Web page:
Thursday, August 6, 2009

Students and Teachers

Teachers can take different forms in our lives. Sometimes they are official teachers, like those we have in school, but sometimes they are unofficial teachers, people with whom we can share and learn from. Mentors is a word for such people in our lives.

Outside of the school model, we choose our teachers because we admire them and what they have accomplished. We also choose them because we see something in them that we want which we recognize from the way they are.

We may at times be prompted to learn from our teachers because we are challenged by the lessons they present us. Challenges can cause us to reach beyond what we have done and grow in our abilities and confidence.

Different teachers have different ways to get us there.

A good student also challenges the teacher to find better ways to communicate the lessons and get value from them. Asking questions is the dynamic by which students increase their ability to digest the material, and in asking, they encourage the teacher to dig deeper.

I have learned from many other people, and I have taught many other people. The old saying that "when the student is ready, the teacher appears" is true, and I would expand on it this way. The student who asks for a teacher and then dedicates themselves to learning all they can from that teacher will get the most from the experience.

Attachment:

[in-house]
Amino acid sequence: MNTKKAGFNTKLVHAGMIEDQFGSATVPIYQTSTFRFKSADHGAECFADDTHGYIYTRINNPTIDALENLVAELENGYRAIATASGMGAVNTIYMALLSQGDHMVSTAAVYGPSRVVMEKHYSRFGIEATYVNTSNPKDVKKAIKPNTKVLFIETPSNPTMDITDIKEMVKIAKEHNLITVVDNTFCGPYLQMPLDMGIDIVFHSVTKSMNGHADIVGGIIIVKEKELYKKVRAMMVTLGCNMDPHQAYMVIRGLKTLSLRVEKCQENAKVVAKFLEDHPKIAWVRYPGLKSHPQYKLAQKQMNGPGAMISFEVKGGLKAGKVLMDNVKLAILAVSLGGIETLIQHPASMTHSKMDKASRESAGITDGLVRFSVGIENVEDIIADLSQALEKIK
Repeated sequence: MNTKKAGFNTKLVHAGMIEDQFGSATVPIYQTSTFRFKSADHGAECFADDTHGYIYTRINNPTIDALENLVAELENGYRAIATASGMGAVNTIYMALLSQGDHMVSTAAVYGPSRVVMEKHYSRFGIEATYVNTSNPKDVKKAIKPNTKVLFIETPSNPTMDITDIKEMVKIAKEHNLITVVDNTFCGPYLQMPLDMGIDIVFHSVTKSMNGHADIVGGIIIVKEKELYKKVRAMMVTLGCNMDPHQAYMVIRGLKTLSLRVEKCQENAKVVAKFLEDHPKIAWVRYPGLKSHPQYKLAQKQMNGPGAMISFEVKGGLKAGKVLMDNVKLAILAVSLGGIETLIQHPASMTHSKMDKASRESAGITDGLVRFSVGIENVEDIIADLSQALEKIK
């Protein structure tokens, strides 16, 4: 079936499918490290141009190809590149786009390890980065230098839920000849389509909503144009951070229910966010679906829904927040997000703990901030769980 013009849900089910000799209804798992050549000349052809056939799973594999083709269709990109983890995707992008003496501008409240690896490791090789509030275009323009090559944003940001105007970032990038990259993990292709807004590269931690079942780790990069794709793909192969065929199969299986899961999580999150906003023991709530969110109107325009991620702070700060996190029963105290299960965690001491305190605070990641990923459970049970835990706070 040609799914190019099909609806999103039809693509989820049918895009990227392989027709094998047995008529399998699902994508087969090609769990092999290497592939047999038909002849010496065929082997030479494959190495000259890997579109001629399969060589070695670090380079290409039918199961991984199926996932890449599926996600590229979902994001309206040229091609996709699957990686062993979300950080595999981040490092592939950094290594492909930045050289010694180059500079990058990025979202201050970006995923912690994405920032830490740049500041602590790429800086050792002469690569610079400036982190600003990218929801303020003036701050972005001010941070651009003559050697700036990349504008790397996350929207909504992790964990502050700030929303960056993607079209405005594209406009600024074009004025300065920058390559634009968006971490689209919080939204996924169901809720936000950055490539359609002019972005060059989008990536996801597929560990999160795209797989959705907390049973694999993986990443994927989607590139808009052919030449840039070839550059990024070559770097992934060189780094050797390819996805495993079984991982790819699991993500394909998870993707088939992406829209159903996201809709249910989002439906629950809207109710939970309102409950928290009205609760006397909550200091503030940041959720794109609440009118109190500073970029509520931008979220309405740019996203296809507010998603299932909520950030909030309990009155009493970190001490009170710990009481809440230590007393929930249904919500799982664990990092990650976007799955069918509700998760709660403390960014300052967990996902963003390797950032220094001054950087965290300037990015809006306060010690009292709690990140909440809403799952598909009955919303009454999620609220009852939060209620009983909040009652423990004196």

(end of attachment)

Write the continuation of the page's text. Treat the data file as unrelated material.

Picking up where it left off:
Whether working with the teacher for a long or short time, what is transmitted includes not just the subject at hand, but more. The exchange between student and teacher can include valuable life lessons, insights, and ways of approaching and understanding a subject. Feelings of love and appreciation often flow from such relationships. Feelings of self confidence and encouragement bring the student to new horizons where the landscape opens to new views, new possibilities.

As we all know by now, we can not judge how great a teacher will be simply on the basis of how many certificates or degrees they have. Often times we will choose a teacher because we feel a connection with them as well as a mastery of the subject matter.

We extract lessons from between the lessons. We sense when our time with that teacher has come to its end. What we learn in the process stays with us for a lifetime. What we gain from the student teacher experience is always evolving, because we are always changing.

We are never done learning. The only question is whether we openly and consciously embrace it. It is not a question of whether we will always have new teachers, it is simply a matter of who, and how actively we are engaged in the process. It is always a good day to begin again.

No comments: